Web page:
Many miniapps already exist, such as the Gyrokinetic Toroidal Code, which solves an equation related to microturbulence. Heroux also mentions miniFE, which is a miniapp for finite elements, a method for dividing a problem into smaller parts for solution.
Experience with this miniapp taught Heroux some lessons. For example, developers starting to work with a miniapp make various codes derived from elsewhere and tweaked, such as one for CUDA, NVIDIA’s parallel computing architecture. “There should be no limit,” Heroux says. “People should be permitted to create any number of variants.”
Still, some consistency must be maintained. For example, early on with miniFE, Heroux and his colleagues kept revising the basic code, integrating new things as they found them. Consequently, Heroux says, “The base code became this large piece of spaghetti, so we had to back track and put those extra things in derived codes.” Now, Heroux’s team keeps a base version.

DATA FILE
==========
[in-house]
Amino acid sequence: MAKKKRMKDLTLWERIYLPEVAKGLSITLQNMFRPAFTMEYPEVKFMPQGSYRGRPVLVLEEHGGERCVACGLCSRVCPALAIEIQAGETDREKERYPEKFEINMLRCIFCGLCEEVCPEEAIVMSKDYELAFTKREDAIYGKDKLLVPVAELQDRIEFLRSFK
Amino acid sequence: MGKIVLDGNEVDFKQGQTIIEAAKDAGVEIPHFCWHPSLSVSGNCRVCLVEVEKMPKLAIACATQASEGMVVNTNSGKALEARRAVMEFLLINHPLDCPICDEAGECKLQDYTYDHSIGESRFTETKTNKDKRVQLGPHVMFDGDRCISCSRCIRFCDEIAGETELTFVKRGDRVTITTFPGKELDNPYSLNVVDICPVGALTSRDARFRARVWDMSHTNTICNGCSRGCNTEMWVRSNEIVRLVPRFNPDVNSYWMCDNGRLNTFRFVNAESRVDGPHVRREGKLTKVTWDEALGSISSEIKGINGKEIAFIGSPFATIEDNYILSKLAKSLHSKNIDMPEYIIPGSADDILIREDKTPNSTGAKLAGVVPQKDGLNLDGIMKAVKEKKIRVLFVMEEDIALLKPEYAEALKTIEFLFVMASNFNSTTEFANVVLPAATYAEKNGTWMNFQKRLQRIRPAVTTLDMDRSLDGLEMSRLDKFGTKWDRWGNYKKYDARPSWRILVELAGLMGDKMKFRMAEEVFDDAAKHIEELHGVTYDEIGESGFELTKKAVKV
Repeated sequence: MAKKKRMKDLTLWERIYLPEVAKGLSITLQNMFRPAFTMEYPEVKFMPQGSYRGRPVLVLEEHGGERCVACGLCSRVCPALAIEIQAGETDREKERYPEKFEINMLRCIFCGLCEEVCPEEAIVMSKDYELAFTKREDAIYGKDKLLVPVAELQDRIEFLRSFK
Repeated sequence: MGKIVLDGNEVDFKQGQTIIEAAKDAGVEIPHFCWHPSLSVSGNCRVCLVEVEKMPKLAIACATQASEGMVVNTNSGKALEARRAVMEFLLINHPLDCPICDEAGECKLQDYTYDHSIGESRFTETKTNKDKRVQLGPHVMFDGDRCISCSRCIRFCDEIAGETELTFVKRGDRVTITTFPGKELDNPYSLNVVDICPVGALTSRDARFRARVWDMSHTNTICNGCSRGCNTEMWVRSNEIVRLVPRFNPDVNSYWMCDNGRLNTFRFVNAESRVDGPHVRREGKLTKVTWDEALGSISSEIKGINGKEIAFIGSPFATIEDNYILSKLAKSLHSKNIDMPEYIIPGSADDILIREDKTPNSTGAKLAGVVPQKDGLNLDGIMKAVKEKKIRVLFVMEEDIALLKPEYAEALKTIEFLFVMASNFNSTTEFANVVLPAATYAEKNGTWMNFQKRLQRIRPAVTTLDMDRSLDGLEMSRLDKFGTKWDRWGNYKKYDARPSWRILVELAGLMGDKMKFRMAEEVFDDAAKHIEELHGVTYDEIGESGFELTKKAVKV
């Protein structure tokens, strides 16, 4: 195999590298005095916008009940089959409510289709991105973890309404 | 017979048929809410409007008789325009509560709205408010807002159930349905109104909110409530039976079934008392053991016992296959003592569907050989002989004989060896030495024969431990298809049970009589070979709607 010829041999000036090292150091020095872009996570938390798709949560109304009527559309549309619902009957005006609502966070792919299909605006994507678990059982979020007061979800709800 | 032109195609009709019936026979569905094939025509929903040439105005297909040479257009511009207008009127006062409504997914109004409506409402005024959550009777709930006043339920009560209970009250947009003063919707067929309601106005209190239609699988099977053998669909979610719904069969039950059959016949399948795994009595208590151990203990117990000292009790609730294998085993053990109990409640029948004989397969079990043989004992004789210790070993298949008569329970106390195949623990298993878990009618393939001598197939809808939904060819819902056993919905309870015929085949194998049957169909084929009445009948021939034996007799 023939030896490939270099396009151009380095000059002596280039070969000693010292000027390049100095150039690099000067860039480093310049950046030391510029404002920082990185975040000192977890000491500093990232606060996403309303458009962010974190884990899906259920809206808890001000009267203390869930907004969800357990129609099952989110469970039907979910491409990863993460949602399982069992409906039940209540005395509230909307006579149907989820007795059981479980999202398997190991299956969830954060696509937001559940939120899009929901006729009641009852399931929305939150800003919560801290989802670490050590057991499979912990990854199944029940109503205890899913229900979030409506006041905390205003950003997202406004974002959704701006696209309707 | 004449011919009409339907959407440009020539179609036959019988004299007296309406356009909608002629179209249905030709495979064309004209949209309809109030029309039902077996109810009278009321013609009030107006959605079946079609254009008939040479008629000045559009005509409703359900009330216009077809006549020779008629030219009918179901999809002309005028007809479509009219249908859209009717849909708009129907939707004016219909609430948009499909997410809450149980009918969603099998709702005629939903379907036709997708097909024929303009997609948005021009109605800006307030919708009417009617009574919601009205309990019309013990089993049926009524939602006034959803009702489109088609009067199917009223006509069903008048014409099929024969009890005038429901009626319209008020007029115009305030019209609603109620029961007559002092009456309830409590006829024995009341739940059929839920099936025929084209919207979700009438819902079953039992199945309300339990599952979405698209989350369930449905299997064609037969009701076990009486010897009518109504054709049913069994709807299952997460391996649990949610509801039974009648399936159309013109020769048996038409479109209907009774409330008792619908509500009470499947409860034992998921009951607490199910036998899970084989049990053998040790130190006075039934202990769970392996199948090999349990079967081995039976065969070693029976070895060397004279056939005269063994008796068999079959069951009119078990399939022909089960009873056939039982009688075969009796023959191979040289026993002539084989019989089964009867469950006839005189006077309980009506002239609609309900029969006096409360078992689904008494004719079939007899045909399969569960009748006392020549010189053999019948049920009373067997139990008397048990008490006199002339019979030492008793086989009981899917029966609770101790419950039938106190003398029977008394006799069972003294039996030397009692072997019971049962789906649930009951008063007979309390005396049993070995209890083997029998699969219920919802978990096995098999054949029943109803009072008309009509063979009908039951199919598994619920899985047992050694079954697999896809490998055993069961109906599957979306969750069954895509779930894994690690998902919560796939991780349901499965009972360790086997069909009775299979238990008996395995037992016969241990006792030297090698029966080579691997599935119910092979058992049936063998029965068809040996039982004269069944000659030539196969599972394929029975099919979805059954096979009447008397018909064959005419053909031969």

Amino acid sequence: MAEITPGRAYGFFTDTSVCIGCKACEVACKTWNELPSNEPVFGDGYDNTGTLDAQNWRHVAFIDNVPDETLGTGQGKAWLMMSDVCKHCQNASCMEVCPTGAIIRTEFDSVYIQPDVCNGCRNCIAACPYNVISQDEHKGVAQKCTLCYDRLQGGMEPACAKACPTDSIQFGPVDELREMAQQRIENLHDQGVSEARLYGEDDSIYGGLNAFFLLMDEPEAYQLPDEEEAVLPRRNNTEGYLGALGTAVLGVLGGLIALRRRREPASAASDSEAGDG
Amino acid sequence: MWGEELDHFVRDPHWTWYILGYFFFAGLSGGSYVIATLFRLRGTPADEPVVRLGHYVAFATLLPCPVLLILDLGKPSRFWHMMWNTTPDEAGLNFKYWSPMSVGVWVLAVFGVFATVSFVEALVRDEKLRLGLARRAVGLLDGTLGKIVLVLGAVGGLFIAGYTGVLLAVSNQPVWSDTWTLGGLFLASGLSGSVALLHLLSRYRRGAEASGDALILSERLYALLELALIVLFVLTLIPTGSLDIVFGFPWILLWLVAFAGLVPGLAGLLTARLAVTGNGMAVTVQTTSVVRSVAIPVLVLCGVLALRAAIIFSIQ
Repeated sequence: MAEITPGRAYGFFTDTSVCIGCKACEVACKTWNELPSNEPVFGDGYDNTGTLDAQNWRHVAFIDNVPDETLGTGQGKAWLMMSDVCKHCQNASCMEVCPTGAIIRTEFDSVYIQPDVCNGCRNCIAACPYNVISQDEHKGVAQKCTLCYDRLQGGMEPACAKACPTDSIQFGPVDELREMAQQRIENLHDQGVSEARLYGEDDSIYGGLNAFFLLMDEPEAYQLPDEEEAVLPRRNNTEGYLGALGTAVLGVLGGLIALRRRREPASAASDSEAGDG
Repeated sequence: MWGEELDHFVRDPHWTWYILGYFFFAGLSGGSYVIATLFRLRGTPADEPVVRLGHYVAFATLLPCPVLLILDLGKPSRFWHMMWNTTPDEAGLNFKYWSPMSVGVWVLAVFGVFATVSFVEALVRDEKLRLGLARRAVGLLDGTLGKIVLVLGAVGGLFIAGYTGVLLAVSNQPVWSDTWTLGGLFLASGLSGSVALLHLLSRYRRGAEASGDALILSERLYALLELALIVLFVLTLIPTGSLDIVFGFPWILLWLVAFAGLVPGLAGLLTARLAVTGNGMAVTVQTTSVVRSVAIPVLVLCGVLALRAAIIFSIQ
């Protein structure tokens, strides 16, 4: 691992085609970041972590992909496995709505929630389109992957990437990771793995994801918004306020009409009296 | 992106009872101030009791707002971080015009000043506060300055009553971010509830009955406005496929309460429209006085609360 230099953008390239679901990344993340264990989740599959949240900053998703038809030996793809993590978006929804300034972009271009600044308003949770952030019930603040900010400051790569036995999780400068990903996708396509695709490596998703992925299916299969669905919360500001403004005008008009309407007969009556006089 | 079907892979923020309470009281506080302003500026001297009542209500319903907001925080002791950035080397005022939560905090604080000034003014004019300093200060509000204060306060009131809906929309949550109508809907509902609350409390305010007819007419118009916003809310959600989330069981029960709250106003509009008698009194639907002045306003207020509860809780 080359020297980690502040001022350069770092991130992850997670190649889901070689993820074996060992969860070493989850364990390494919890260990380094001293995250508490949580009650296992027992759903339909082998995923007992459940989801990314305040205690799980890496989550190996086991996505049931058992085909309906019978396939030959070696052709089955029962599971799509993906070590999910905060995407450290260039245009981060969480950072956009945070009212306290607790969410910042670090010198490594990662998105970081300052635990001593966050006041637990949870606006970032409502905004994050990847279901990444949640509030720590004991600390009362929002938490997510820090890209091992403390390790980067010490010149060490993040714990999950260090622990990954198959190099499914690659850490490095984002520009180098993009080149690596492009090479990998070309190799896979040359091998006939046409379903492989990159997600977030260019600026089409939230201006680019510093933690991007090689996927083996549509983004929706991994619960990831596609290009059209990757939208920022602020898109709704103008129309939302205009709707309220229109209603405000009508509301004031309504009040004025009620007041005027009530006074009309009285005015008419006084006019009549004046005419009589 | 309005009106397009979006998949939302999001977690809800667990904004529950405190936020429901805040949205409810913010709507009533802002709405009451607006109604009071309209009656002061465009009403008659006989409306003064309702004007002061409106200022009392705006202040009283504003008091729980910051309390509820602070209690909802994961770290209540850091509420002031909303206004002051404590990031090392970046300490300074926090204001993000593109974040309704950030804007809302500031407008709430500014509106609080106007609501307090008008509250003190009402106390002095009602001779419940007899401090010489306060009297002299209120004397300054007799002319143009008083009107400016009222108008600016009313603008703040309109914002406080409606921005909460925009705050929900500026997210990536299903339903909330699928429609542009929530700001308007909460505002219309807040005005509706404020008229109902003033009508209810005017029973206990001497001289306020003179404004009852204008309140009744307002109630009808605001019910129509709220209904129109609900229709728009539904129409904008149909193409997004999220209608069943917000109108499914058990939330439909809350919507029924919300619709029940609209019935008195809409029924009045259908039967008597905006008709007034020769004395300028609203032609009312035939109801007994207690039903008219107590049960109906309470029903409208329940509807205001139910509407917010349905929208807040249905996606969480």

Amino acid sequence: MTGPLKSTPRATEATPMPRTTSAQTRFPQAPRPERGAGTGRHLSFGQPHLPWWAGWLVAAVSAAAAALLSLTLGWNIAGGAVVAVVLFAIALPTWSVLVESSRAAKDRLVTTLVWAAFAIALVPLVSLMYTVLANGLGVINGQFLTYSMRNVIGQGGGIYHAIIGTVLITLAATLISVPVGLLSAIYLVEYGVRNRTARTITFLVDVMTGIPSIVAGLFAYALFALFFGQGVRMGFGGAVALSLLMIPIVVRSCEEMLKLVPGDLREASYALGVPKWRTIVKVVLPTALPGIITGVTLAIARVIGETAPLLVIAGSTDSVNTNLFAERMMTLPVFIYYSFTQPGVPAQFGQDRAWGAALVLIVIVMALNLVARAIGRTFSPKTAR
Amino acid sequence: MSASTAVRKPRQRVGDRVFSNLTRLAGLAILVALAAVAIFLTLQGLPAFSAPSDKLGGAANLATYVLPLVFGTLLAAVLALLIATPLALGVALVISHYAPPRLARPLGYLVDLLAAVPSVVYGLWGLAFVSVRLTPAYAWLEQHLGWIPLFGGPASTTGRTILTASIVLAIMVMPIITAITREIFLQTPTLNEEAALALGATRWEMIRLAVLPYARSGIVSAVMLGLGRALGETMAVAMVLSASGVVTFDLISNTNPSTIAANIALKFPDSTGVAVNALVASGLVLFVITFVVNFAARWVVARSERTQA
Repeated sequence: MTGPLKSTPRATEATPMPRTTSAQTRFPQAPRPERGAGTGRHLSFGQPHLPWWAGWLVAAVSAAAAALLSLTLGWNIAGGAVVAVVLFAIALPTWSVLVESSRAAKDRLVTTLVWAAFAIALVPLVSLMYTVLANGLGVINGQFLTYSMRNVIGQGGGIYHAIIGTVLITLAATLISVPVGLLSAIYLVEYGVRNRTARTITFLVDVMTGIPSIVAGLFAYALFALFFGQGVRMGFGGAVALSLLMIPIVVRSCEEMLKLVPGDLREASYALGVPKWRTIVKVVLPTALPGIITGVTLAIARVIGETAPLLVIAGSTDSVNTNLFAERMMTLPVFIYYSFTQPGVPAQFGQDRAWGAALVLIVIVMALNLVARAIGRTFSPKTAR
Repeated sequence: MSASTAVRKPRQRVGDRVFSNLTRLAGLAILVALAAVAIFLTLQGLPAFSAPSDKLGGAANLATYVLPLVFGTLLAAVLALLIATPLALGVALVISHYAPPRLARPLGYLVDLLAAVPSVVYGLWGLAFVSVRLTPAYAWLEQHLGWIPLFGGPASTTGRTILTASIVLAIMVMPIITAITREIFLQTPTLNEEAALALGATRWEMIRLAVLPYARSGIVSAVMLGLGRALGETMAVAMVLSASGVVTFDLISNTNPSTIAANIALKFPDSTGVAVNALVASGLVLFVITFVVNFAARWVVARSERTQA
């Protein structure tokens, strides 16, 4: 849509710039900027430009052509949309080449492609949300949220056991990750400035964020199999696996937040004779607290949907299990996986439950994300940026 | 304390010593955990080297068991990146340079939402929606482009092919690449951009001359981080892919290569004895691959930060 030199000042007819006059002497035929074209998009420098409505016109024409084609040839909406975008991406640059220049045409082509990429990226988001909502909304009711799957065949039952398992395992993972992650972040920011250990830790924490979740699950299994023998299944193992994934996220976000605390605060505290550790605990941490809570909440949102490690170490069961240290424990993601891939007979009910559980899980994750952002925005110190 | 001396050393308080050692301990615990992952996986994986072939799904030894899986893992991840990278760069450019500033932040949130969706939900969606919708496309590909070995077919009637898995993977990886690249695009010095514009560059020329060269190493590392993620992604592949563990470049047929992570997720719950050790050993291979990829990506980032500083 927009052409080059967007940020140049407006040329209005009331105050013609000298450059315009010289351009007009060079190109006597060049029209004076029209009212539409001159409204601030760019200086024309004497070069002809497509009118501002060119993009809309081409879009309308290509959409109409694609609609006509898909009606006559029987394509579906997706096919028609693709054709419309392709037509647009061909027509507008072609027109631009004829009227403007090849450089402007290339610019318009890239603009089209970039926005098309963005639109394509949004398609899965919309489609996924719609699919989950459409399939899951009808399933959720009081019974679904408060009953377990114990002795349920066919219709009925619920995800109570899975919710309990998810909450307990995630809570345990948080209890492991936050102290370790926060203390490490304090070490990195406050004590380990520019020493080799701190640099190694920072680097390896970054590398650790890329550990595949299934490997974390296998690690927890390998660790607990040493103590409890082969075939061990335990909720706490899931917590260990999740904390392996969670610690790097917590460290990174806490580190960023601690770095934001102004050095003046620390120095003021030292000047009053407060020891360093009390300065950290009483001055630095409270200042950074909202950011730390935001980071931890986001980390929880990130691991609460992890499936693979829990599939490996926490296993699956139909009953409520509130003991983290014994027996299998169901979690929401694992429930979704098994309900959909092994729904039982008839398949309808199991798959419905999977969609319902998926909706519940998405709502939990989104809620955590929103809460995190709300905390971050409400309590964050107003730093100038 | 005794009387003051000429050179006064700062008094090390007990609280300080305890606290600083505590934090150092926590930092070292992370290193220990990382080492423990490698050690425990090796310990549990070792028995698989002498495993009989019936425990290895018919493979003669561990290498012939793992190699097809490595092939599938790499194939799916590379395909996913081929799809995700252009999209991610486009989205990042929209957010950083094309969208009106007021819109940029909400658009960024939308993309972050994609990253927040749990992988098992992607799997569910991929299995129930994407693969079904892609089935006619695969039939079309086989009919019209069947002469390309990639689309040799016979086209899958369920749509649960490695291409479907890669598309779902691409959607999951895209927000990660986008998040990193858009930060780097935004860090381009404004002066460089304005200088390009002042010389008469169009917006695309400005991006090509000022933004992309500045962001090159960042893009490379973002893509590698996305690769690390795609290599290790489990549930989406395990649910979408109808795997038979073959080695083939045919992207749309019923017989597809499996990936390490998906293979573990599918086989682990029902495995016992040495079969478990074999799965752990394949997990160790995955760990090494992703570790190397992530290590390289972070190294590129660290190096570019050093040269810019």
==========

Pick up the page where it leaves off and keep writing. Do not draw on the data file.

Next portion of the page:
Even more miniapps will emerge as making them becomes more automated. “There are now tools for extracting miniapps from code, but they are really in their infancy,” Koniges says. The automated techniques will spawn new miniapps and increasing modifications of existing ones. Consequently, computer scientists will need to be even more careful in maintaining base codes. Likewise, the expansion in miniapps increases the need to ensure that the codes can predict the behavior of the complete application.